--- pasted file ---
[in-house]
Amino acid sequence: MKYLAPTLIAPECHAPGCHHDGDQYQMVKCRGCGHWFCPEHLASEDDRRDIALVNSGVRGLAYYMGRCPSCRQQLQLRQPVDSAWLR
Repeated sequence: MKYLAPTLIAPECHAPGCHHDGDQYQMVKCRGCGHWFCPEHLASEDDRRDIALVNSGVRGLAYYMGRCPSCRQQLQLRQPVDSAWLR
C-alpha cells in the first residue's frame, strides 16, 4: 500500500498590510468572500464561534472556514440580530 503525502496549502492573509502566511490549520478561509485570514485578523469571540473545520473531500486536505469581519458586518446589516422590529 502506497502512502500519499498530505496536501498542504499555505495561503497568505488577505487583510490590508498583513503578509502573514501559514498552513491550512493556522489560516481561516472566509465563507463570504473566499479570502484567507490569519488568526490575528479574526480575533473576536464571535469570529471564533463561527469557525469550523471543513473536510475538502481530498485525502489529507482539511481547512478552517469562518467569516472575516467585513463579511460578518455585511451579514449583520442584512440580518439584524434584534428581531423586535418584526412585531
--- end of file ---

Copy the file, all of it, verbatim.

[in-house]
Amino acid sequence: MKYLAPTLIAPECHAPGCHHDGDQYQMVKCRGCGHWFCPEHLASEDDRRDIALVNSGVRGLAYYMGRCPSCRQQLQLRQPVDSAWLR
Repeated sequence: MKYLAPTLIAPECHAPGCHHDGDQYQMVKCRGCGHWFCPEHLASEDDRRDIALVNSGVRGLAYYMGRCPSCRQQLQLRQPVDSAWLR
C-alpha cells in the first residue's frame, strides 16, 4: 500500500498590510468572500464561534472556514440580530 503525502496549502492573509502566511490549520478561509485570514485578523469571540473545520473531500486536505469581519458586518446589516422590529 502506497502512502500519499498530505496536501498542504499555505495561503497568505488577505487583510490590508498583513503578509502573514501559514498552513491550512493556522489560516481561516472566509465563507463570504473566499479570502484567507490569519488568526490575528479574526480575533473576536464571535469570529471564533463561527469557525469550523471543513473536510475538502481530498485525502489529507482539511481547512478552517469562518467569516472575516467585513463579511460578518455585511451579514449583520442584512440580518439584524434584534428581531423586535418584526412585531